Dissertation Defense

Hardware Support for Unstructured Big Data and Natural Language Processing

Prateek Tandon

The confluence of the rapid growth in electronic data in recent years, and the renewed interest in domain-specific hardware accelerators presents exciting technical opportunities. Traditional scale-out solutions for processing the vast amounts of text data have been shown to be energy- and cost-inefficient. In contrast, custom hardware accelerators can provide higher throughputs, lower latencies, and significant energy savings. In this thesis, I present a set of hardware accelerators for unstructured big-data processing and natural language processing.
The first accelerator, called HAWK, aims to speed up the processing of ad hoc queries against large in-memory logs. HAWK is motivated by the observation that traditional software-based tools for processing large text corpora use memory bandwidth inefficiently due to software overheads, and, thus, fall far short of peak scan rates possible on modern memory systems. HAWK is designed to process data at a constant rate of 32 GB/s"”faster than most extant memory systems. I demonstrate that HAWK outperforms state-of-the-art software solutions for text processing by up to an order of magnitude. HAWK occupies an area of 45 mm2 in its pareto-optimal configuration and consumes 22 W of power, well within the area and power envelopes of modern CPU chips.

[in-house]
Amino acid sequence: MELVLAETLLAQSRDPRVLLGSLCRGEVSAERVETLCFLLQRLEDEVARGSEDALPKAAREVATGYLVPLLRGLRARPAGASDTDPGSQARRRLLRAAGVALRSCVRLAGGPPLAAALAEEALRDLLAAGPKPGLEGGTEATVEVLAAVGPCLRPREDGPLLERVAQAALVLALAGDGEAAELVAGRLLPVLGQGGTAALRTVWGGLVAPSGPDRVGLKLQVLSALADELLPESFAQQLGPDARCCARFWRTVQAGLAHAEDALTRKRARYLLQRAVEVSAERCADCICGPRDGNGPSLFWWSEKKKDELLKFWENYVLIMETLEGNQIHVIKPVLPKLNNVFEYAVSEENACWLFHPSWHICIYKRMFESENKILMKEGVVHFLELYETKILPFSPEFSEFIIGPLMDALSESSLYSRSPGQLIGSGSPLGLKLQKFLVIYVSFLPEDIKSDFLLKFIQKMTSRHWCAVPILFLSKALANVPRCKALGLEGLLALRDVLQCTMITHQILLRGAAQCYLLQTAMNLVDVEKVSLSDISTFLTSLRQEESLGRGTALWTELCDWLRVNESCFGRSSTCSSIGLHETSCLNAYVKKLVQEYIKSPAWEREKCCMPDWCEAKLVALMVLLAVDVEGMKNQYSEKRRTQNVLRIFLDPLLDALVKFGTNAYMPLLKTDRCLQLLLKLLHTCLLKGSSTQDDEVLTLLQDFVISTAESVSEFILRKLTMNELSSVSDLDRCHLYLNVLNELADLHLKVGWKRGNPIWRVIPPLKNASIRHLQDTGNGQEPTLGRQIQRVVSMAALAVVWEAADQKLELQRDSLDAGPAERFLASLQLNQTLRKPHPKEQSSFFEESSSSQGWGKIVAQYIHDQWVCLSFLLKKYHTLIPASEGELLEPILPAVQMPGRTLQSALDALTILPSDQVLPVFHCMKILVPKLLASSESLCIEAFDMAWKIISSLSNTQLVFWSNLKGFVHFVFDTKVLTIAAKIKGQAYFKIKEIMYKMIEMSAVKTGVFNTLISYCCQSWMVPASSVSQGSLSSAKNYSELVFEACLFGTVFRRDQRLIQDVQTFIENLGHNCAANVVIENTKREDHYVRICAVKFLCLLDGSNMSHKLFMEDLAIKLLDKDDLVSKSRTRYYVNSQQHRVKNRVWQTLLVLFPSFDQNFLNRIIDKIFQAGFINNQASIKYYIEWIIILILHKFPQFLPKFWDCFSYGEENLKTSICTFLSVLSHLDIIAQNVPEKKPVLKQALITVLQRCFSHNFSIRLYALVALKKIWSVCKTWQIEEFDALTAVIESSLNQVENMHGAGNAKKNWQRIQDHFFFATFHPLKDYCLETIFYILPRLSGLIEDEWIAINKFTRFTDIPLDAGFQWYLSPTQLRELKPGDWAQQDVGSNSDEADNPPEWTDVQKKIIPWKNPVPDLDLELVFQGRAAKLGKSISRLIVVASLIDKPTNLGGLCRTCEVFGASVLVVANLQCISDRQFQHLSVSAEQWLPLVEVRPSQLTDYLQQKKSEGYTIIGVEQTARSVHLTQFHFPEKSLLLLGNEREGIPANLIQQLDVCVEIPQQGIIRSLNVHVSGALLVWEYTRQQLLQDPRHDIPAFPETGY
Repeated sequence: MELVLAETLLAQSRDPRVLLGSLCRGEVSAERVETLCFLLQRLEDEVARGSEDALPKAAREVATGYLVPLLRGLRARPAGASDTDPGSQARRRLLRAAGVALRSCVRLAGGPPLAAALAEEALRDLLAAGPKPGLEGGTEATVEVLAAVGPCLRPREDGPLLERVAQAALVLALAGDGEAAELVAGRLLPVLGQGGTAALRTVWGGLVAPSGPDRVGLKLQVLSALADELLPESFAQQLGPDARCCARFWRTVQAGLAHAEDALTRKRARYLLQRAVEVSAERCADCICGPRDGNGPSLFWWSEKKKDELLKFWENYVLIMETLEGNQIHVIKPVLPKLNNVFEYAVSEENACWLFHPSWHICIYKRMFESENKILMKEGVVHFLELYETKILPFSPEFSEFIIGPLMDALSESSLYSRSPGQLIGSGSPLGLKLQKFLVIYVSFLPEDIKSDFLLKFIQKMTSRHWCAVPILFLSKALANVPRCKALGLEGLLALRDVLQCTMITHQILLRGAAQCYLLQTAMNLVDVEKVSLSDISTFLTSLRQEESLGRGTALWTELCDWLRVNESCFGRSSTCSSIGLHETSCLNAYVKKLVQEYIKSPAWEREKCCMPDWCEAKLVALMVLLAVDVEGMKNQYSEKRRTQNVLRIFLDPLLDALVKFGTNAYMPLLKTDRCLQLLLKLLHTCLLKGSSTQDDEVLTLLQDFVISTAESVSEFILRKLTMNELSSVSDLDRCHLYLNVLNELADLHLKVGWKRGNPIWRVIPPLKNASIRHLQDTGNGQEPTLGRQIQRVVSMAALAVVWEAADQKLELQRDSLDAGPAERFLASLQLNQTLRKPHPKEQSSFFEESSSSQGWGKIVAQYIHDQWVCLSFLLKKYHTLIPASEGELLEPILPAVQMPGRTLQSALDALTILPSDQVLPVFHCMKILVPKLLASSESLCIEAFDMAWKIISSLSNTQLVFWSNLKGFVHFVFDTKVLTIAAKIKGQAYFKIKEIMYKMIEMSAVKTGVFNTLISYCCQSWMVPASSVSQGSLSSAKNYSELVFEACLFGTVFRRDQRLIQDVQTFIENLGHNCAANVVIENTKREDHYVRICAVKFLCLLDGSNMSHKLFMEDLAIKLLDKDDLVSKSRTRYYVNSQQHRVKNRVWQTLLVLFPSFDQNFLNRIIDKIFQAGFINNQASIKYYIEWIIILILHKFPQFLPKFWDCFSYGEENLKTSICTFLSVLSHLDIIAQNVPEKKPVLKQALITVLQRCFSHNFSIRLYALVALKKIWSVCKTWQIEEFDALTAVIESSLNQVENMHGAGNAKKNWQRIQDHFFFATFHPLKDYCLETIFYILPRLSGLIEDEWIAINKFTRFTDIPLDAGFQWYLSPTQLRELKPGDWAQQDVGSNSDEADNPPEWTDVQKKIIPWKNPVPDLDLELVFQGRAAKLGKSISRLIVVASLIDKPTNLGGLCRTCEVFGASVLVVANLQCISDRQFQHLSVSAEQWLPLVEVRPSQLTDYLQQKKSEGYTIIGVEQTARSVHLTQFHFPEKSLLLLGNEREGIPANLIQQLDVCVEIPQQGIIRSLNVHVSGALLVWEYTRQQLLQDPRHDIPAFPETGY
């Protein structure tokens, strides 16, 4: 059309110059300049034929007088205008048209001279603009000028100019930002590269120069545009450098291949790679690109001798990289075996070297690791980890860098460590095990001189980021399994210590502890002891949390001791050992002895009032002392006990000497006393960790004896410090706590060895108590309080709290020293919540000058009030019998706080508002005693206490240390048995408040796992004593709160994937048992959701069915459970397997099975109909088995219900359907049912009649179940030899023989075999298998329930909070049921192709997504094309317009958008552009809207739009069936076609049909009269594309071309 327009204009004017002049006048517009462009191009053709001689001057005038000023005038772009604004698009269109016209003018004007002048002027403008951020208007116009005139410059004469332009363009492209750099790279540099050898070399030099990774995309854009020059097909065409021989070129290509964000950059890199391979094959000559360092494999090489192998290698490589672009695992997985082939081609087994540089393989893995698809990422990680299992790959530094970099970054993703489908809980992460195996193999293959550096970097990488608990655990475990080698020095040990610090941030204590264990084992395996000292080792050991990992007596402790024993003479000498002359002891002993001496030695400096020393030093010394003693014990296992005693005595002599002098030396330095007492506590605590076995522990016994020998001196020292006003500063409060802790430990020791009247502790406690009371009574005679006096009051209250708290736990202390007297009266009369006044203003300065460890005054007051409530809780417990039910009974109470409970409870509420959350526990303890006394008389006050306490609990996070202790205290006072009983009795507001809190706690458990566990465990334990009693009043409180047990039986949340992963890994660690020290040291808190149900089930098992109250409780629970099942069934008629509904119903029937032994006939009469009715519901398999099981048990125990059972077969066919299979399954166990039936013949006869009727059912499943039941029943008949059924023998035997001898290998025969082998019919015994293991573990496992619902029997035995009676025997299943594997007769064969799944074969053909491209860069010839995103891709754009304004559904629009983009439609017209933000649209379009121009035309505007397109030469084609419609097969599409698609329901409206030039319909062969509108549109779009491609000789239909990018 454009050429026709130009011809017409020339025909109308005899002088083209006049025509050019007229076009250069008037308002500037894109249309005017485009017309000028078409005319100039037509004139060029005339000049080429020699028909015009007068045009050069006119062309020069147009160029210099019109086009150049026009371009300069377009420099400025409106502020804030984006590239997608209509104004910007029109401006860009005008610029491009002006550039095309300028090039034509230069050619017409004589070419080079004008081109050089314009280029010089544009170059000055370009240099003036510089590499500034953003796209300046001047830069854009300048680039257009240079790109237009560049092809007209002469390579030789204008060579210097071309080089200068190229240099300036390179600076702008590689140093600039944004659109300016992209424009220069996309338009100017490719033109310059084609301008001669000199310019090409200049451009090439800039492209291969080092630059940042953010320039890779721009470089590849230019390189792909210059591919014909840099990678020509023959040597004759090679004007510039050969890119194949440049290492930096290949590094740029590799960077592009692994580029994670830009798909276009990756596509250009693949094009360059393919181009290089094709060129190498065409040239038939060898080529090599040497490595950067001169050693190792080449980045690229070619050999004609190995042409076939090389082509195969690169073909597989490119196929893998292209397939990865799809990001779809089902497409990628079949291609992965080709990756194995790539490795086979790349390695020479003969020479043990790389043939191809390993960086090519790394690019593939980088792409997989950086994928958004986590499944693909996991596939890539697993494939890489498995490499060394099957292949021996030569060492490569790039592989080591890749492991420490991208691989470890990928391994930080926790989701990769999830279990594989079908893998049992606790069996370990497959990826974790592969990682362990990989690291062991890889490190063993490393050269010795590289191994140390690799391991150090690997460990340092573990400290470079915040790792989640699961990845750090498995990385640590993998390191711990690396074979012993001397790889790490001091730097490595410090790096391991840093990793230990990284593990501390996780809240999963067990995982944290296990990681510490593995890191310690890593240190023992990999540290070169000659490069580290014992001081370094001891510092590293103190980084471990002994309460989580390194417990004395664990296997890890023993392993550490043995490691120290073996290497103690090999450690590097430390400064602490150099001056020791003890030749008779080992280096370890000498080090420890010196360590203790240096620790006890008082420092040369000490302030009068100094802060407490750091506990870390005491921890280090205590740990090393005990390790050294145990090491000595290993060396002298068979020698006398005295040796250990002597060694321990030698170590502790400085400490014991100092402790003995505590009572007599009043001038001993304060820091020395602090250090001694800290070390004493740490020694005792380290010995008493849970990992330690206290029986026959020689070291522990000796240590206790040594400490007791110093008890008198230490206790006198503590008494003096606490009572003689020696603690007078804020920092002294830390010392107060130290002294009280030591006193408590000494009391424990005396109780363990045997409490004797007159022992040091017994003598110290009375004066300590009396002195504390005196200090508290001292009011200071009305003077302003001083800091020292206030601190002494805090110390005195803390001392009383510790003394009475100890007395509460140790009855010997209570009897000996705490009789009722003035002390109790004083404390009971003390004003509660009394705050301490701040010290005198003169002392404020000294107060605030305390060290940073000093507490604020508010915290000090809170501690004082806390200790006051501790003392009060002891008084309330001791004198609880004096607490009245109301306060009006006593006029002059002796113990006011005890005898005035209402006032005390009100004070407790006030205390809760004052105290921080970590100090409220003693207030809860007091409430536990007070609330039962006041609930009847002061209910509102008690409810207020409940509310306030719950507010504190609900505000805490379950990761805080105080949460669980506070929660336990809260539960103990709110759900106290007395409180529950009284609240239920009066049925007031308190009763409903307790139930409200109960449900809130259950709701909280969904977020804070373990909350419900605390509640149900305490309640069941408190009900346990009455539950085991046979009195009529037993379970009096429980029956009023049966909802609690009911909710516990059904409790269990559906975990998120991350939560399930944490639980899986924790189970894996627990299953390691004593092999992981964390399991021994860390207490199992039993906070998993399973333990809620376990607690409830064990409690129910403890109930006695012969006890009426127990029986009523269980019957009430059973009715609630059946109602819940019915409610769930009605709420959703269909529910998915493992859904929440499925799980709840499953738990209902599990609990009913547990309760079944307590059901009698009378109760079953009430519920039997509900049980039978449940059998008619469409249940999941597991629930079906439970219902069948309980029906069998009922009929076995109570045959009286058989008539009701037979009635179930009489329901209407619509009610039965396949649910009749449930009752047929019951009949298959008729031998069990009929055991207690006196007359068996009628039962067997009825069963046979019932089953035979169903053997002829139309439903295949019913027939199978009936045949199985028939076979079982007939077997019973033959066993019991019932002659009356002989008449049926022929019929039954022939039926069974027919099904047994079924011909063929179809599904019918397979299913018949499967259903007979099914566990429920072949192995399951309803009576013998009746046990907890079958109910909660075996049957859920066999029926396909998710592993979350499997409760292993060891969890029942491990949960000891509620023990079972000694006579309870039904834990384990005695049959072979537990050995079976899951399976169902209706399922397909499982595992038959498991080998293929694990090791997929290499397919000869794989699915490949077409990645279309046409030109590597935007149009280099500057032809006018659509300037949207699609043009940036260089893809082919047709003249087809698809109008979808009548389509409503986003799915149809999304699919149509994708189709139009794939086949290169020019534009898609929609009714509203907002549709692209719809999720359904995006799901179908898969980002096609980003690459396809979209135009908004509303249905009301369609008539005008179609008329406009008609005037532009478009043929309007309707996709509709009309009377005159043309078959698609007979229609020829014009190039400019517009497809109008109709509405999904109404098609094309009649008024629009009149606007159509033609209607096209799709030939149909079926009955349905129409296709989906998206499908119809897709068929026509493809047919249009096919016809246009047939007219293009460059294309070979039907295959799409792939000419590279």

The second accelerator I propose aims to speed up similarity measurement calculations for semantic search in the natural language processing space. By leveraging the latency hiding concepts of multi-threading and simple scheduling mechanisms, my design maximizes functional unit utilization. This similarity measurement accelerator provides speedups of 36x-42x over optimized software running on server-class cores, while requiring 56x-58x lower energy, and only 1.3% of the area.

Sponsored by

Thomas F. Wenisch